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I will be spending 2 weeks in China later this year, to visit a university and talk to the various research groups. The host university will be paying all my expenses.

My contact person at the host university has asked me if I would like for him to make hotel reservations for me or if I would like to do it myself.

Ideally I would like for him to make reservations, as he knows his own city. But am I "allowed" to ask to see the hotel first, before he makes reservations for me? Or is that considered impolite and rude as they are paying for me?

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I am not sure I understand "to ask to see the hotel first". Do you mean see it on Internet? How do you know what you see on Internet is for real? –  scaaahu Aug 11 at 9:27
    
@scaahu Just to know the name at least, so I can check it online –  BillyJean Aug 11 at 10:03
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I guess you can ask, but I would be very surprised if the hotel was actually terrible. If you invite a visitor and agree to pay his trip, you usually also invest the few extra bucks to find him a nice play. –  xLeitix Aug 11 at 10:12
    
I suspect the university owns its own hotel and you will be staying there. I think this is a good thing. You could easily waste all your time in traffic. –  emory Aug 12 at 0:16
    
@emory I don't think it is very common that universities own their own hotels for guests. –  xLeitix Aug 12 at 7:02

4 Answers 4

Given that it's in China (and I'm assuming you're not Chinese), I would let the host do it for three reasons:

  1. It's important to be gracious to the host. This is a general rule in most cultures, but particularly in East Asian ones. Letting your host be a good host is part of this. Trust your host's judgement here.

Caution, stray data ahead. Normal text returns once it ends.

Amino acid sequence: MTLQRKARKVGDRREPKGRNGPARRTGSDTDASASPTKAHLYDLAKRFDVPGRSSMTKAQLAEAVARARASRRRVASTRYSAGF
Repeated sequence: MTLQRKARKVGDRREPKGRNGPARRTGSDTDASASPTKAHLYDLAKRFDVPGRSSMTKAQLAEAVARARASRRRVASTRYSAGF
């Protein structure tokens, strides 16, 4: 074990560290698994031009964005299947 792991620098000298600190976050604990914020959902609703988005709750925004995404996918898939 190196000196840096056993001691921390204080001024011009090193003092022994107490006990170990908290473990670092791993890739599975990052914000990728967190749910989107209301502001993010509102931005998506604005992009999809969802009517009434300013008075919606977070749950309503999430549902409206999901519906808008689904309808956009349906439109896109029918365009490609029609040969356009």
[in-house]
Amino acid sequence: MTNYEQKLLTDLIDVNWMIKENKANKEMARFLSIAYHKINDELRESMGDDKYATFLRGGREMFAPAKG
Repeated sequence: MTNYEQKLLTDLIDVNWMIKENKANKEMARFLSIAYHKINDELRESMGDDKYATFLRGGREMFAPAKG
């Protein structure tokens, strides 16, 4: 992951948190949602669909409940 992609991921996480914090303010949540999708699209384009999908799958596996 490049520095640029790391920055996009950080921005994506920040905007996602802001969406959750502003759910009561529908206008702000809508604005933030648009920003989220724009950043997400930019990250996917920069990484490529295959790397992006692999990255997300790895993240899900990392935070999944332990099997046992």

2. My experience with Chinese hotels from Shanghai to Xinjiang is that there is minimal to negative correlation of the quality of the hotel to the website or the official star rating. It is highly doubtful that you could ascertain anything superior from afar than what the local person would know.
  3. Logistics. The host may want to put all of the people in a particular hotel (or spread them between a particular few) because of logistical reasons: geography and they have only one van to pick everyone up, etc. etc.

I would let your Chinese hosts handle everything. If you have particular needs (room must face towards the south; hotel restaurant must have halal food; etc.) then let them know. Otherwise, let your host be your host.

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@BillyJean Being a Chinese myself, I definitely recommend this answer. –  scaaahu Aug 12 at 6:11

If you have specific requirements regarding the hotel (accessibility, star level, kitchen availability, etc) you may want to send them to your host. The chain of command in academia is rather long. I would suggest that in your case it is something like

you -> your host professor -> their secretary -> their travel agent -> hotel

Each time you want to change your request, it has to pass through the whole chain, which makes the process particularly time-demanding and reduces the efficiency. It is a good idea to keep the number of such iterations as small as possible.

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Whether or not there are secretaries and travel agents involved depends very much on the particular university and the seniority of the host. It's perfectly possible that the asker means literally that the host will book the hotel. –  David Richerby Aug 11 at 11:09

If all you want to do is get information about what hotel is being booked, you can always ask them to provide it so that you can share the information with your family and friends as well as the people in your office so that they know how to get in touch with you in case of an emergency.

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If you want to have the final decision on which hotel to book, then ask you host for a recommendation (and how much he´s prepared to pay for you), and book it yourself. Your host is not your travel agent.

But i think you have a good chance of getting a better hotel for the same money if you host books it. As a local, he likely gets better rates than you as foreigner. Also the hotel proprietor will be eager to get the next guest your host invites.

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